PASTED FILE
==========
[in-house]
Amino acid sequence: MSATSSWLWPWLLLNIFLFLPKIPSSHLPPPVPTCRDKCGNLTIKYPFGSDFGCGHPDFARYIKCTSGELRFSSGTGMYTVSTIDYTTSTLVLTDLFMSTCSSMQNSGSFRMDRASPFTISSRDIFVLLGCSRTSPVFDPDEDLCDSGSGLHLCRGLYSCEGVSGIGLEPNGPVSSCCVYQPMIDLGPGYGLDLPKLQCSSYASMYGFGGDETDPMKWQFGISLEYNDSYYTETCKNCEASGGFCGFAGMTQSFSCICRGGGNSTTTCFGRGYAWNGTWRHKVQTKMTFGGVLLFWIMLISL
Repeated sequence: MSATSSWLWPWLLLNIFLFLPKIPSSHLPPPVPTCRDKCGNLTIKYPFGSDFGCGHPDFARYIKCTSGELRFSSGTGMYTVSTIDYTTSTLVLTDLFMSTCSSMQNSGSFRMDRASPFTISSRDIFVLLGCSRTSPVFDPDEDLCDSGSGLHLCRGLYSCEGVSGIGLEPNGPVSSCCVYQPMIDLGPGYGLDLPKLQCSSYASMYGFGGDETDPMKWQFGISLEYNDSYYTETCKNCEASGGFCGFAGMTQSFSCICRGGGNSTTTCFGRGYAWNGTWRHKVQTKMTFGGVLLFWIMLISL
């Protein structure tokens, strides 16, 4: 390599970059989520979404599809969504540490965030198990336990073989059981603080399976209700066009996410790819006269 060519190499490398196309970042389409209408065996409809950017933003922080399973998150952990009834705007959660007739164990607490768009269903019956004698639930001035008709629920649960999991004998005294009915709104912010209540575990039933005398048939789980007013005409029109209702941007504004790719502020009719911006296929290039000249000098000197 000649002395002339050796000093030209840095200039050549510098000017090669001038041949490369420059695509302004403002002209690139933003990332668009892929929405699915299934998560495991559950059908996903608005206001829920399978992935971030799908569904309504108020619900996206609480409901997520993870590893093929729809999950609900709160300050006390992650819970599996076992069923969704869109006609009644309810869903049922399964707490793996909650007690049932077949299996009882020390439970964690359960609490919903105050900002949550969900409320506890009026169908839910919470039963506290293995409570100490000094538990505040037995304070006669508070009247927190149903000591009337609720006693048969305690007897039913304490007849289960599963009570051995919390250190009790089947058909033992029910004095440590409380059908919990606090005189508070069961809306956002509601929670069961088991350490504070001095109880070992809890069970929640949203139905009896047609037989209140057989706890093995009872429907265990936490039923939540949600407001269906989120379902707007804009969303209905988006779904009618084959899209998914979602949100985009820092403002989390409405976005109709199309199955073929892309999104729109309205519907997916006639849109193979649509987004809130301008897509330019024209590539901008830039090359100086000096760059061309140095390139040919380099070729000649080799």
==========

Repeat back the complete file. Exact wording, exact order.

[in-house]
Amino acid sequence: MSATSSWLWPWLLLNIFLFLPKIPSSHLPPPVPTCRDKCGNLTIKYPFGSDFGCGHPDFARYIKCTSGELRFSSGTGMYTVSTIDYTTSTLVLTDLFMSTCSSMQNSGSFRMDRASPFTISSRDIFVLLGCSRTSPVFDPDEDLCDSGSGLHLCRGLYSCEGVSGIGLEPNGPVSSCCVYQPMIDLGPGYGLDLPKLQCSSYASMYGFGGDETDPMKWQFGISLEYNDSYYTETCKNCEASGGFCGFAGMTQSFSCICRGGGNSTTTCFGRGYAWNGTWRHKVQTKMTFGGVLLFWIMLISL
Repeated sequence: MSATSSWLWPWLLLNIFLFLPKIPSSHLPPPVPTCRDKCGNLTIKYPFGSDFGCGHPDFARYIKCTSGELRFSSGTGMYTVSTIDYTTSTLVLTDLFMSTCSSMQNSGSFRMDRASPFTISSRDIFVLLGCSRTSPVFDPDEDLCDSGSGLHLCRGLYSCEGVSGIGLEPNGPVSSCCVYQPMIDLGPGYGLDLPKLQCSSYASMYGFGGDETDPMKWQFGISLEYNDSYYTETCKNCEASGGFCGFAGMTQSFSCICRGGGNSTTTCFGRGYAWNGTWRHKVQTKMTFGGVLLFWIMLISL
């Protein structure tokens, strides 16, 4: 390599970059989520979404599809969504540490965030198990336990073989059981603080399976209700066009996410790819006269 060519190499490398196309970042389409209408065996409809950017933003922080399973998150952990009834705007959660007739164990607490768009269903019956004698639930001035008709629920649960999991004998005294009915709104912010209540575990039933005398048939789980007013005409029109209702941007504004790719502020009719911006296929290039000249000098000197 000649002395002339050796000093030209840095200039050549510098000017090669001038041949490369420059695509302004403002002209690139933003990332668009892929929405699915299934998560495991559950059908996903608005206001829920399978992935971030799908569904309504108020619900996206609480409901997520993870590893093929729809999950609900709160300050006390992650819970599996076992069923969704869109006609009644309810869903049922399964707490793996909650007690049932077949299996009882020390439970964690359960609490919903105050900002949550969900409320506890009026169908839910919470039963506290293995409570100490000094538990505040037995304070006669508070009247927190149903000591009337609720006693048969305690007897039913304490007849289960599963009570051995919390250190009790089947058909033992029910004095440590409380059908919990606090005189508070069961809306956002509601929670069961088991350490504070001095109880070992809890069970929640949203139905009896047609037989209140057989706890093995009872429907265990936490039923939540949600407001269906989120379902707007804009969303209905988006779904009618084959899209998914979602949100985009820092403002989390409405976005109709199309199955073929892309999104729109309205519907997916006639849109193979649509987004809130301008897509330019024209590539901008830039090359100086000096760059061309140095390139040919380099070729000649080799």